Kid Who Beat Cancer Carries Baskets full of Hope
As a kid he was a patient at the Oncology Ward at the Children's Clinic, nine years later he is a student at the Faculty of Comptuter Science - Bojan Ristovski from Skopje is a kid who won the battle with cancer, and is helping nowadays young patients and their parents in facing the hardest diagnosis that a person can hear in one's lifetime.
Bojan is 21 years old now. When he was 11, vacationing with his parents, they accidentally noticed a tiny ball on his right thigh. After series of examinations, analyses, biopsy, the horrible diagnosis was confirmed - Bojan had non-Hodgkin's lymphoma, a type of cancer. He underwent a surgery, and chemotherapy right after that. The healing nailed him to the hospital bed for nine months.
"I didn't even know how ill I was at the time. Only a few years ago did I find out what this disease really is. It seemed to me that the explanation on "Google" is much scarier than I remember it to be. Now, when I see the parents of children with cancer, I realise how hard it was for my parents as well", says he.
He went through therapy just like all other young patients - sometimes well, sometimes badly. He would throw up, and he lost his hair, too. There were other consequences as well - diabetes, kidney stone... But, even in the hardest of days, Bojan would always find strength to speak. That is actually how the nurses remember him - a kid who had always something to say, about everything.
He has that bright spirit today, as well - direct, communicative, with many plans, with full breasts of life. He tells parents of children with cancer to keep fighting and to never lose hope.
"When the parents hear the diagnosis, they immediately fall in despair, and think only of the worst. There is no need for depression, nor for the "why has this happened to me" question. We have to face the illness, and gather strength so that we could go through it. Yes, the outcome is uncertain, but one has to stay positive and have hope. That is my recipe", says Bojan.
He passed the five critical years, when the illness can appear again. He goes for medical checks once a year now.
Despite the battle with the disease after his recovery he has other battles - those with the environment. How the child will return to his school, how will his friends see him, how much will the effects of the therapies will affect his family formation. These are issues that concerned parents are asking him and when everyone on February 15 (International Day for children with cancer) with his mother brings baskets of sweets and gives them to the children treated at the Children's Clinic.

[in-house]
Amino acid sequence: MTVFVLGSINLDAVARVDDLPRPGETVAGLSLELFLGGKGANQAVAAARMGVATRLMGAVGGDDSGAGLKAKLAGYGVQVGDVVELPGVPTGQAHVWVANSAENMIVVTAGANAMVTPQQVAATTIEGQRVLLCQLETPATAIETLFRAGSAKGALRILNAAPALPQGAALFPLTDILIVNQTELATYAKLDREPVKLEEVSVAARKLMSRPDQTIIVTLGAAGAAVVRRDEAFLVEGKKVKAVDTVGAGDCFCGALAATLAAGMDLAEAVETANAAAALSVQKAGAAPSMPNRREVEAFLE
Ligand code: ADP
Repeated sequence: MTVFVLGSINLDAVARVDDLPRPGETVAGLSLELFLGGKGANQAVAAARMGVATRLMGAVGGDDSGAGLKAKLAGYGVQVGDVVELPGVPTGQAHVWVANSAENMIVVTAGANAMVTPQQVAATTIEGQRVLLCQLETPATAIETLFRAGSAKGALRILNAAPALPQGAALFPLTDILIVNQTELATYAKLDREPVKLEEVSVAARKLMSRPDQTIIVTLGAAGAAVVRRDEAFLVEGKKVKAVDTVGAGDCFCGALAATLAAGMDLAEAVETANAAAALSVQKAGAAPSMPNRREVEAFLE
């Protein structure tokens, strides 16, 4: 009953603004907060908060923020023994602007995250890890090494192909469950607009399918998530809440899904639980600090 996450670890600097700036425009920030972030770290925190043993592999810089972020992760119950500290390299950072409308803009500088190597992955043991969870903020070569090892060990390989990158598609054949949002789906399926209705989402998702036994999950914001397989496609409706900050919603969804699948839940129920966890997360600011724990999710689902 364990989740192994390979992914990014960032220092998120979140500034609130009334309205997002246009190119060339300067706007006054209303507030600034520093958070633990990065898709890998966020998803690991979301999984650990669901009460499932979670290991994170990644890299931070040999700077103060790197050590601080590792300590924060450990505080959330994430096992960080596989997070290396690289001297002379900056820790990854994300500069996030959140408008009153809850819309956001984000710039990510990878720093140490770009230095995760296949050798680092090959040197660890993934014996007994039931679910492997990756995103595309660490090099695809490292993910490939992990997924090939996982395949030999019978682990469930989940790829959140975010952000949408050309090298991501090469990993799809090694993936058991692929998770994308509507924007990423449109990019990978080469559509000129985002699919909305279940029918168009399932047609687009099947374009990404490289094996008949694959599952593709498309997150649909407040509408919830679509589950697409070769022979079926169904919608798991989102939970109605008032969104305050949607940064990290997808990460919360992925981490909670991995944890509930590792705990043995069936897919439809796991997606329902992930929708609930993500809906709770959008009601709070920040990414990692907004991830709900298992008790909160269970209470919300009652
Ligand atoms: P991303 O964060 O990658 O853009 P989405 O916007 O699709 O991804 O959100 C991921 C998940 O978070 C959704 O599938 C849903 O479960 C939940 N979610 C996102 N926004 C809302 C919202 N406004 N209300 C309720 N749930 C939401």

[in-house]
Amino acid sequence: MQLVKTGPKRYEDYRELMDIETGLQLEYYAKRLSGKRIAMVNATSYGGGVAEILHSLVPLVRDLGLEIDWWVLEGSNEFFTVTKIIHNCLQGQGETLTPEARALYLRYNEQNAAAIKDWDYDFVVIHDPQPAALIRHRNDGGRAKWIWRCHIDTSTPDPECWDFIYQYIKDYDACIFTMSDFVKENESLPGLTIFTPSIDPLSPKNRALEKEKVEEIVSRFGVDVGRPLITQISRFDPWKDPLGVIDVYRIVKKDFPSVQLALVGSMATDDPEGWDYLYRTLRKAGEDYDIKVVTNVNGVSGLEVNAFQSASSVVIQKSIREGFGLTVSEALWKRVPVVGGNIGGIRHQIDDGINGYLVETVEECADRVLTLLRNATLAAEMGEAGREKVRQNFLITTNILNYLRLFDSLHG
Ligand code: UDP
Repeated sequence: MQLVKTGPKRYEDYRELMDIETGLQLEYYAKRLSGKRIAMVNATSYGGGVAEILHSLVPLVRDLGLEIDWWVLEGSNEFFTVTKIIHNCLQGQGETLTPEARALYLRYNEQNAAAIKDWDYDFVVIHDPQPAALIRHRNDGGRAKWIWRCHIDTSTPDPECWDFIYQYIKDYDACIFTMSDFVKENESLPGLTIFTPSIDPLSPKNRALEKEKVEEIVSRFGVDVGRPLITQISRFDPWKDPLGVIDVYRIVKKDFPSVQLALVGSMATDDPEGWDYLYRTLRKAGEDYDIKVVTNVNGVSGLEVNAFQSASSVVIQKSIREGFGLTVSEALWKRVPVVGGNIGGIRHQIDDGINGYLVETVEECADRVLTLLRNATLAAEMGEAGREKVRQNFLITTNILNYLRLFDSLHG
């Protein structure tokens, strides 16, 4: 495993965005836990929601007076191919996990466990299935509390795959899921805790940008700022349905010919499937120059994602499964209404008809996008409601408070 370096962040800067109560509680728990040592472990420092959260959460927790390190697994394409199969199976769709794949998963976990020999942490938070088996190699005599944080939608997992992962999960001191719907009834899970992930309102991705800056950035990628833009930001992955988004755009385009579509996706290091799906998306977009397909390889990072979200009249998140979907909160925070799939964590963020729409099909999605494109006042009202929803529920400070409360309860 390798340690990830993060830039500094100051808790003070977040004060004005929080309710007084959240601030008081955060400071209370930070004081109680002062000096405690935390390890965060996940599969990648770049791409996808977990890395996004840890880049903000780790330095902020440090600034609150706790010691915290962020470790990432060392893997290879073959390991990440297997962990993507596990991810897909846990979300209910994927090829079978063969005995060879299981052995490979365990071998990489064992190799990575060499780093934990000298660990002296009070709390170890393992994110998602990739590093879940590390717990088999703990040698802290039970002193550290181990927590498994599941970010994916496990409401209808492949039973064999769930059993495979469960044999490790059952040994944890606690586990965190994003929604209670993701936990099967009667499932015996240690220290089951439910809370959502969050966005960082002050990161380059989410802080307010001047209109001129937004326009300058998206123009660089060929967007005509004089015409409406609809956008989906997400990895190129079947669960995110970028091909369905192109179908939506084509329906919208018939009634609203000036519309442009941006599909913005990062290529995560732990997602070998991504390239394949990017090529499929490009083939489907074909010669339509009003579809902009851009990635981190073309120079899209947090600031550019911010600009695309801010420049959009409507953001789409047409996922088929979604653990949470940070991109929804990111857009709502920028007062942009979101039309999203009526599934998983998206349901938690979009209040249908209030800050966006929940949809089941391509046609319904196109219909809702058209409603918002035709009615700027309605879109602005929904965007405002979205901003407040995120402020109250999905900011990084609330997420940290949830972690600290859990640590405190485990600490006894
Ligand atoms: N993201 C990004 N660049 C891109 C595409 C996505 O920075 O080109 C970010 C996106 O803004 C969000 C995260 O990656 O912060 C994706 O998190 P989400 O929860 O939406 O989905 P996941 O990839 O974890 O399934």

"Children should be explained that the environment can be avoiding them that their peers or teachers may not have an understanding for them. It will be hard for them. But patience is the key to such moments. Over time, everything is falling into place", Bojan shares his experience.
After all, psychological support after the recovery is very important for children and their parents. Unlike here, where there are no organized activities, in Serbia, Croatia, Bosnia spend a lot of work on public awareness of the needs of these families. The visits of the camps in which children who were receiving cancer treatment go to socialize helped Bojan to easily socialize.
While in Macedonia still there are parents who are ashamed to say that their children were suffering from cancer, in countries in the region funds for financial aid and support are formed.
"For what I am today there are three key moments. Thanks to sister Zaklina, I participated in a camp in Zlatibor in Serbia. I spent time with young people who survived the same thing. It gave me an incentive to look at life from the bright side. The second point is the convention that gathered young people from all over the Balkans, aged 16 to 30 years. We talked about the consequences of the disease, and there were very contents and it was nice. Then I met the Romanian association that holds the Foundation "Youth Cancer Europe". I have met many people there who have changed my life. I think that if the barrier of fear and shame is broken in Macedonia many young people who have survived cancer and are wondering how to proceed will gather. The return to normal may be difficult, but I can say that my life started after the illness and made me the man I am today", Bojan concluded.
Annually, 30-40 children are treated at hematho-oncologist department of Pediatric Clinic. Among them there are infants. The most common tumors in children are leukemia, lymphoma, neuroblastoma, and tumors of the central nervous system.
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